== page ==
President Clinton last week demanded swift action from healthcare providers and government officials to improve patient safety at the nation's hospitals.
Clinton's efforts follow an Institute of Medicine report that said medical errors by healthcare facilities and practitioners kill between 44,000 and 98,000 patients every year. That tops breast cancer, automobile accidents and AIDS as a cause of death (Dec. 6, p. 16). The errors add as much as $29 billion to Americans' medical bills, according to the report. The institute recommended that a new system be created to track errors and require providers to report errors to a national organization.
On Dec. 7, Clinton signed an executive memorandum that:
* Directs the Quality Interagency Coordination Task Force, which includes representatives of HHS and the Department of Labor, to analyze the IOM's recommendations and report back to the president within 60 days.
* Requires the 300 health plans that participate in the Federal Employee Health Benefits Program to implement quality-improvement and patient-safety initiatives.
* Authorizes the Agency for Health Care Quality and Research to use its $25 million in research funding to study medical errors and how to avoid them.
* Directs the Office of Management and Budget to look at ways to fund more research and quality-improvement efforts in its fiscal 2001 budget proposal.
"This is about more than dollars or statistics," Clinton said at the signing ceremony at the White House. "It's about the toll that such errors take on people's lives and on their faith in our healthcare system. Too many families have been victims of medical errors that are avoidable, mistakes that are preventable-tragedies, therefore, that are unacceptable."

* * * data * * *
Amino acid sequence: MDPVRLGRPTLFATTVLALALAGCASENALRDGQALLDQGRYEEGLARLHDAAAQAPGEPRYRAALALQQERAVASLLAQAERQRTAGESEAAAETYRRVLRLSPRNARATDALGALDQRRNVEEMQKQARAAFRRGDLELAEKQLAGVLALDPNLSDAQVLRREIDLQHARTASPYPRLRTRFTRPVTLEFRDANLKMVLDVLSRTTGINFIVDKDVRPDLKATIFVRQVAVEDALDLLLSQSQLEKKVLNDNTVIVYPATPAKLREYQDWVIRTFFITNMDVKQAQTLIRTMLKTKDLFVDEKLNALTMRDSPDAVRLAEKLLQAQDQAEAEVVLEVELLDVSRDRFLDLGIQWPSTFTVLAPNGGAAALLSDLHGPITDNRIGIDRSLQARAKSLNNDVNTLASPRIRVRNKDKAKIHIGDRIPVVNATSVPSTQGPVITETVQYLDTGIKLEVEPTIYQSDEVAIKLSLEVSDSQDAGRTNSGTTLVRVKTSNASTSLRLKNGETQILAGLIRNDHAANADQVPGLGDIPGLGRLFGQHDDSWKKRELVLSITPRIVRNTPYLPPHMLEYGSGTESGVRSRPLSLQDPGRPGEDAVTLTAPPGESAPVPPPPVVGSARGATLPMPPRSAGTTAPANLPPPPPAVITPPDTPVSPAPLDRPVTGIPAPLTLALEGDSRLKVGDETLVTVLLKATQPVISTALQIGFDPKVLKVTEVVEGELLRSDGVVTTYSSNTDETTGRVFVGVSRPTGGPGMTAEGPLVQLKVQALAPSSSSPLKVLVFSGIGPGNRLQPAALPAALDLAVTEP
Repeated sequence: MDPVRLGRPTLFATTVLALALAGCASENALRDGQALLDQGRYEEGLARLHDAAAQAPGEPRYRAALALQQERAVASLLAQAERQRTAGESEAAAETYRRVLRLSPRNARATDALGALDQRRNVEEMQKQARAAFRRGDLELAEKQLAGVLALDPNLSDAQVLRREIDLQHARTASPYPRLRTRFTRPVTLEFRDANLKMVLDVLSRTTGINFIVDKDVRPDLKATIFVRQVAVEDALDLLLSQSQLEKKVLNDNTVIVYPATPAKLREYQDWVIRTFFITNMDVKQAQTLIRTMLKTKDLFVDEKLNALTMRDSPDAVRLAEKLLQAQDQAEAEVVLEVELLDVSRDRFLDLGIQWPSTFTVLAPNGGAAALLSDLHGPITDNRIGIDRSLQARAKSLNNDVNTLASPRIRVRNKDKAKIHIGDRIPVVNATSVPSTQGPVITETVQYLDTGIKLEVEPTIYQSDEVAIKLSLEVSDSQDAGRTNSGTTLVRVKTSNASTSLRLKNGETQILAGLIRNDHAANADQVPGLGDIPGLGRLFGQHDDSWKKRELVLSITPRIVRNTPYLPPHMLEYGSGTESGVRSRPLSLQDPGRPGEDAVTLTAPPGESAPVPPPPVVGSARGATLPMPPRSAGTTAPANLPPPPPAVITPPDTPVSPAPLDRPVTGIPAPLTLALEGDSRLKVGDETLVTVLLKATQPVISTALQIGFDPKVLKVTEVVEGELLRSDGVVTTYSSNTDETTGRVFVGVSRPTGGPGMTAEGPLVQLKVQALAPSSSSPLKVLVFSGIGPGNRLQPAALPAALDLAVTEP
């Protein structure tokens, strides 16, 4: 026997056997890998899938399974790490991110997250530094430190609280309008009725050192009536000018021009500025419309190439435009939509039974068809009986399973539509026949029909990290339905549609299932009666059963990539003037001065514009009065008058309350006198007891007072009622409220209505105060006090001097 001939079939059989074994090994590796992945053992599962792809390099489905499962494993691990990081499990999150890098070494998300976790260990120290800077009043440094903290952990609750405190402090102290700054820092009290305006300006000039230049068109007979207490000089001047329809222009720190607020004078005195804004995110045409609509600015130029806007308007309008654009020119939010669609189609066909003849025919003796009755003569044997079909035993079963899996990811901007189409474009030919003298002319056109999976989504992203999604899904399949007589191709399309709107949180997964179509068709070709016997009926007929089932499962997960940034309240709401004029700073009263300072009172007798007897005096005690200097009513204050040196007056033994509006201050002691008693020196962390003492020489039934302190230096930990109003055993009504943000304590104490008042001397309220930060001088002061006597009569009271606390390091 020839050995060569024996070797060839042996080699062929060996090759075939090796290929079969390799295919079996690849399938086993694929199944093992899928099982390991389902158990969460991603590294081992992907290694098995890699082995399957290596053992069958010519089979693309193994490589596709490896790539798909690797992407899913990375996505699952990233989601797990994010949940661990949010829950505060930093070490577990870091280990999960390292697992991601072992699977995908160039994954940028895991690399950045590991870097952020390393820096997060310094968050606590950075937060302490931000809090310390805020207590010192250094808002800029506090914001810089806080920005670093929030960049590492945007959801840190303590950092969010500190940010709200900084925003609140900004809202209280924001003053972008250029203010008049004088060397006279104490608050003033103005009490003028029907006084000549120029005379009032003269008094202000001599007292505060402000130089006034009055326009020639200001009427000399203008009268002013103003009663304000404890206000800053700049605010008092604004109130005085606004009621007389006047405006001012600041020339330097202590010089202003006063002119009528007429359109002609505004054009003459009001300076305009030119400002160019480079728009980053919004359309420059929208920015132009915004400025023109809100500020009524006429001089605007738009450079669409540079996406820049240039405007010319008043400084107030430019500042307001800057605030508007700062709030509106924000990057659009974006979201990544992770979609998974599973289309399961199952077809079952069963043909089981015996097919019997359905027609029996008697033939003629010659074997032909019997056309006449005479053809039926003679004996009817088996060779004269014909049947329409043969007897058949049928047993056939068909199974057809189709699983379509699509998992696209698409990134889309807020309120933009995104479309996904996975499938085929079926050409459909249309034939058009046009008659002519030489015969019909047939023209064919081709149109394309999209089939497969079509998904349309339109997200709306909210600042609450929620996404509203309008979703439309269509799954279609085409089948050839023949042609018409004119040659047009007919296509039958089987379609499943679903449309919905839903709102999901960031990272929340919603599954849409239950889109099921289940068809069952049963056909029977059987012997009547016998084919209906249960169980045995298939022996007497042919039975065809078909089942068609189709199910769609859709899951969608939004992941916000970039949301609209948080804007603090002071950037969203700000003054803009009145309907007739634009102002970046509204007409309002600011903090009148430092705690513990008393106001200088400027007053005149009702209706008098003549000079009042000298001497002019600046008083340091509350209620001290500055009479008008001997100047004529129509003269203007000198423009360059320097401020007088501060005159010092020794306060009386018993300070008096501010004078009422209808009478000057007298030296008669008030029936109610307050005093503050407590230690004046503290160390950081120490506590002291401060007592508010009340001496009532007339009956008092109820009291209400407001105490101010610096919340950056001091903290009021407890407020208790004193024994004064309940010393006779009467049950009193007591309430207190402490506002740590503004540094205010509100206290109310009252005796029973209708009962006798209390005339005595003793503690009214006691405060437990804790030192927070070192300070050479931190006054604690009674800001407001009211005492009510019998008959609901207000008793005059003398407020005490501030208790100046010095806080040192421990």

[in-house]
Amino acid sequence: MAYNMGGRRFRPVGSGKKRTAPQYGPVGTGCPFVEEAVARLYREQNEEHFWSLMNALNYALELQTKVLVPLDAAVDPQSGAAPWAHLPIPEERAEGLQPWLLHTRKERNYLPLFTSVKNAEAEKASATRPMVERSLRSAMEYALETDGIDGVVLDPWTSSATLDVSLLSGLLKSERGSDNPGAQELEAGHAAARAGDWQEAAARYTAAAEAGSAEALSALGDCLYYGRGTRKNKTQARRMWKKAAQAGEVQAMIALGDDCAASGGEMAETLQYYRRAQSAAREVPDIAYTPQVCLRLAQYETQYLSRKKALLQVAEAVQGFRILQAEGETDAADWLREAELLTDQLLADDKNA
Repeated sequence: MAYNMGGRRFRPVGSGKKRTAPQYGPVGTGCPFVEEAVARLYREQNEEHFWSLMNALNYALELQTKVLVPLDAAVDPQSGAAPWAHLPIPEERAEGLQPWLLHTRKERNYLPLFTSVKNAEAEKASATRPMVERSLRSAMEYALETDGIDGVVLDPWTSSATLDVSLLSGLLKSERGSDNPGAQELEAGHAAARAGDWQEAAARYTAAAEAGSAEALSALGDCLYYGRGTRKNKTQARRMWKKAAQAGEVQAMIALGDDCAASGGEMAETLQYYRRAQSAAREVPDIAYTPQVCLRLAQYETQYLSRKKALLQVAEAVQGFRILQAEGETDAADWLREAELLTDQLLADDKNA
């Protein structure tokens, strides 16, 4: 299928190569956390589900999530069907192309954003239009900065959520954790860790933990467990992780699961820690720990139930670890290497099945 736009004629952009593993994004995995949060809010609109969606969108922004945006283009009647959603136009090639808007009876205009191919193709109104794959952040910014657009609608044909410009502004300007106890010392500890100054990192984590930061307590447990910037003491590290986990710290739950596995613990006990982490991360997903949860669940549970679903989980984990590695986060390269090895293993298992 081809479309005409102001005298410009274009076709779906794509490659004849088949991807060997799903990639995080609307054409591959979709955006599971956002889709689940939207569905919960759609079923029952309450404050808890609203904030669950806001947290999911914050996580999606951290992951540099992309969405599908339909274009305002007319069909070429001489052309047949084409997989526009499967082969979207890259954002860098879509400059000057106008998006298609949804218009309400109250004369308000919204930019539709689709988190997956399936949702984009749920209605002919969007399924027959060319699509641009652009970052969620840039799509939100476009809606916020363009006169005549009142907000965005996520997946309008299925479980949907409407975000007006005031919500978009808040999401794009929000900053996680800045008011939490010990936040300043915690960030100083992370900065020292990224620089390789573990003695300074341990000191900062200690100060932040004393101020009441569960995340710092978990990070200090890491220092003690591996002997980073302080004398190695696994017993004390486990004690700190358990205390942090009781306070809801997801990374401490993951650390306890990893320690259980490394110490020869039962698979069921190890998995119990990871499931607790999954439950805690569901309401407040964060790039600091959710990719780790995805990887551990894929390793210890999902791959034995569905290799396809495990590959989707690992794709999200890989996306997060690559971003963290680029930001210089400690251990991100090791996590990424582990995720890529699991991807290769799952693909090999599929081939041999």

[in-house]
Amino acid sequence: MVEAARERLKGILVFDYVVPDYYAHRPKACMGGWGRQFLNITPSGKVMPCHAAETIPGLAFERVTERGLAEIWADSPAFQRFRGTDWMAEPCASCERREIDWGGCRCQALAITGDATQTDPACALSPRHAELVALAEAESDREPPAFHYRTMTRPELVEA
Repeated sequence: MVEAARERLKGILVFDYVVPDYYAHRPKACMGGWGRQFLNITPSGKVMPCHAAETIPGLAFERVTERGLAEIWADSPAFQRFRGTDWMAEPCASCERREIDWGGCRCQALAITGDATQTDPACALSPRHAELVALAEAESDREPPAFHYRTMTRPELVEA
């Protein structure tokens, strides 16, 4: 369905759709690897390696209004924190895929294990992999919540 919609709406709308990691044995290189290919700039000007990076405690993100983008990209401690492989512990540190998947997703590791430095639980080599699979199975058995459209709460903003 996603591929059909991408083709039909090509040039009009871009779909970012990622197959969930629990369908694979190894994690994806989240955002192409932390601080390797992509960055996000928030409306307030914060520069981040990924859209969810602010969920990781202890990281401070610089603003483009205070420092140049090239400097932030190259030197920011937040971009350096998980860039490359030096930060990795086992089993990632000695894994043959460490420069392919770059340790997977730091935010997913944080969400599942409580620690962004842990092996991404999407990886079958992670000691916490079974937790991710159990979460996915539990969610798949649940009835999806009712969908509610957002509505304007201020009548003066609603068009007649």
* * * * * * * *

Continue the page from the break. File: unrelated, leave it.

That same day, in response to the federal government's intense interest, the American Hospital Association unveiled an initiative to help its members reduce the incidence of medication errors. Medication errors are the most common cause of medical mishaps, said AHA President Richard Davidson.
"This is a long-term commitment on the part of the nation's hospitals, and we expect to stand by that and be very vigorous in our initiatives," Davidson said.
The AHA will form a partnership with the Huntingdon Valley, Pa.-based Institute for Safe Medication Practices, a not-for-profit organization that will provide best practices information to AHA members.
The AHA had engaged in talks with the institute a few months ago but had been working on the medical errors
issue for at least two years, said Carmela Coyle, the AHA's senior vice president of policy.
The AHA will also work on developing a framework for an appropriate and "blameless" system whereby workers feel free to report errors without the fear of legal or administrative punishment.
Though on recess until early January, members of Congress have already taken a keen interest in the IOM's report.
The Senate Appropriations Committee's HHS panel is conducting a hearing this week to investigate the issue, according to Sen. Arlen Specter (R-Pa.), the panel's chairman.
Sen. Edward Kennedy (D-Mass.), the ranking Democrat on the Senate Health Education Labor and Pensions Committee, said several Republican senators, including committee Chairman James Jeffords (R-Vt.), also want to hold hearings on medical errors early next year.
Kennedy has promised to introduce legislation next year aimed at reducing medical errors.